World & Nation

New Wells Fargo CEO: Bank’s issues will not be resolved until 2021

Wells Fargo Congress
In this April 10, 2019, file photo, Bank of New York Mellon Chairman and CEO Charles Scharf, left, testifies before the House Financial Services Committee in Washington.
(Patrick Semansky / AP)

The third chief executive of Wells Fargo in four years appeared in front of Congress on Tuesday, saying that there’s much the bank needs to do to fix its cultural problems, and isn’t expecting it to be done until 2021.

Charles Scharf took over the troubled bank late last year. He replaced Tim Sloan, who resigned in March last year only a couple of weeks after being lambasted by members of Congress in his own hearing.

Unlike Sloan, Scharf is an outsider, previously holding the jobs of CEO of the Bank of New York Mellon and Visa. Since taking the job, Scharf has been candid that the bank still has much work to do and has been trying to resolve all of the bank’s legal problems.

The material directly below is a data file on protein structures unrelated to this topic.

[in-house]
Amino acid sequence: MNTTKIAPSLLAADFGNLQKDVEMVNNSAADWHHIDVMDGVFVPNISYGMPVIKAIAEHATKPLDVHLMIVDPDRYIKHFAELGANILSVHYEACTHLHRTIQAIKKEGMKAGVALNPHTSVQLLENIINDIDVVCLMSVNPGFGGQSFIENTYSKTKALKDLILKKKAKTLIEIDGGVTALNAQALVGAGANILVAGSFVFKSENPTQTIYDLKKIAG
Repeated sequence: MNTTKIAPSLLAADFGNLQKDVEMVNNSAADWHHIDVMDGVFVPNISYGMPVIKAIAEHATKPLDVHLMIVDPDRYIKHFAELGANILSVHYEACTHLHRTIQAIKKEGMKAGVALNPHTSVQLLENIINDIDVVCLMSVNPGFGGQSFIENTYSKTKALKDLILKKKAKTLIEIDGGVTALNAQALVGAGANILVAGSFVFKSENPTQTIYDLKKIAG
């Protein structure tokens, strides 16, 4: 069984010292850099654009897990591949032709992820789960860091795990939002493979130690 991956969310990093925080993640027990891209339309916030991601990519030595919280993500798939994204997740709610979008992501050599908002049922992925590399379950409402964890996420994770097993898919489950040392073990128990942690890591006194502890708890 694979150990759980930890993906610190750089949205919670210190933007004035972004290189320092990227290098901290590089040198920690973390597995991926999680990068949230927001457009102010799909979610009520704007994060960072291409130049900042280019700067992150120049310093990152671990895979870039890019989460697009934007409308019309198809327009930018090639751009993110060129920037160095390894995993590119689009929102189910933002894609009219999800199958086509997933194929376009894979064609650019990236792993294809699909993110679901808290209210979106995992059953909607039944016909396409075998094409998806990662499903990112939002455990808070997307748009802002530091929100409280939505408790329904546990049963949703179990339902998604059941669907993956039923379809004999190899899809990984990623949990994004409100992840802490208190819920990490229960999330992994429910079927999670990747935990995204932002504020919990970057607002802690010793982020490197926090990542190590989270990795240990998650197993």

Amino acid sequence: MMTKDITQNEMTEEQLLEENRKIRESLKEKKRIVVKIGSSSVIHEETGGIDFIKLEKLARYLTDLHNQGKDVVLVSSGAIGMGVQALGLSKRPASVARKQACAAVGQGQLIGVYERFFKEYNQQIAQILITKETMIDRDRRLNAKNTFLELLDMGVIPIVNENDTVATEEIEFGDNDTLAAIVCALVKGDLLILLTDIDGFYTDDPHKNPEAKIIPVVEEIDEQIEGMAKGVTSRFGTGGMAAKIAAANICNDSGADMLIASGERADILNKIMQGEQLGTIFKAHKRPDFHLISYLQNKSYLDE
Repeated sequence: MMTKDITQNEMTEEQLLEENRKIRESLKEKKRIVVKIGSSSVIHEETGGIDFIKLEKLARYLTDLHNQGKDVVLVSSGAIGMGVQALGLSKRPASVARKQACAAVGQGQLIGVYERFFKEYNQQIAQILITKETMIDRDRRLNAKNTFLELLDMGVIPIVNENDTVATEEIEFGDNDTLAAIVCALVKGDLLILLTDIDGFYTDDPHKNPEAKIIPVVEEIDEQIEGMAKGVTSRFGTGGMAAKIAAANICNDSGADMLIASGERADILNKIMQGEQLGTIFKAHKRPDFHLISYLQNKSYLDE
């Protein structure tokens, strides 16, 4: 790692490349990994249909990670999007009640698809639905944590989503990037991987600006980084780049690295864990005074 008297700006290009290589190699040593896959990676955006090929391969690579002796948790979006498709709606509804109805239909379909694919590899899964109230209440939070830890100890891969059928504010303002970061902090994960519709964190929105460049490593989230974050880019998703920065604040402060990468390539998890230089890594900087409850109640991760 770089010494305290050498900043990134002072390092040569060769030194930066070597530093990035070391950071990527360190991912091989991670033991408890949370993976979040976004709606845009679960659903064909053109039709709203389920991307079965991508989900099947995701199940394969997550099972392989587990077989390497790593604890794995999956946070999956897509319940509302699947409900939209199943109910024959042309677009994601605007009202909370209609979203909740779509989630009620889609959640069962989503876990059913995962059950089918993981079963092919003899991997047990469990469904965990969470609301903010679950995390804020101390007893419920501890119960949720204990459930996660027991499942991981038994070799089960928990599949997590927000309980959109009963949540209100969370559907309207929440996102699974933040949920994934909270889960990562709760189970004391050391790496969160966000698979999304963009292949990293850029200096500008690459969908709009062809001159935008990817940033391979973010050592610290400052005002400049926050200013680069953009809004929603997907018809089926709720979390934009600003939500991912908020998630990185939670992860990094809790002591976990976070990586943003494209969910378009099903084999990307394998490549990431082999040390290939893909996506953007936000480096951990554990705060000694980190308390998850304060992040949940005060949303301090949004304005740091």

“I am confident we can move this company in a significantly improved direction,” Scharf said.


Wells Fargo’s sales practices scandal is nearly four years old at this point, and the bank continues to remain mired in legal and regulatory trouble. The San Francisco-based company paid a $3-billion fine just last month for its illegal sales practices, on top of the roughly $1.2 billion in fines it had already paid. The bank remains under restrictions imposed by the Federal Reserve, not allowing Wells Fargo to grow any larger until its cultural problems are fixed.

Tuesday’s hearing is the first of two that Rep. Maxine Waters (D-Los Angeles), chairwoman of the House Financial Services Committee, is holding this week. The hearing Wednesday was supposed to involve two members of Wells Fargo’s board of directors, but those directors resigned Sunday ahead of the scheduled hearing. Both Republicans and Democrats on the committee issued reports saying Wells’ board was too willing to look the other way as the sales practices problems continued to grow.

Must-read stories from the L.A. Times

Get all the day's most vital news with our Today's Headlines newsletter, sent every weekday morning.

You may occasionally receive promotional content from the Los Angeles Times.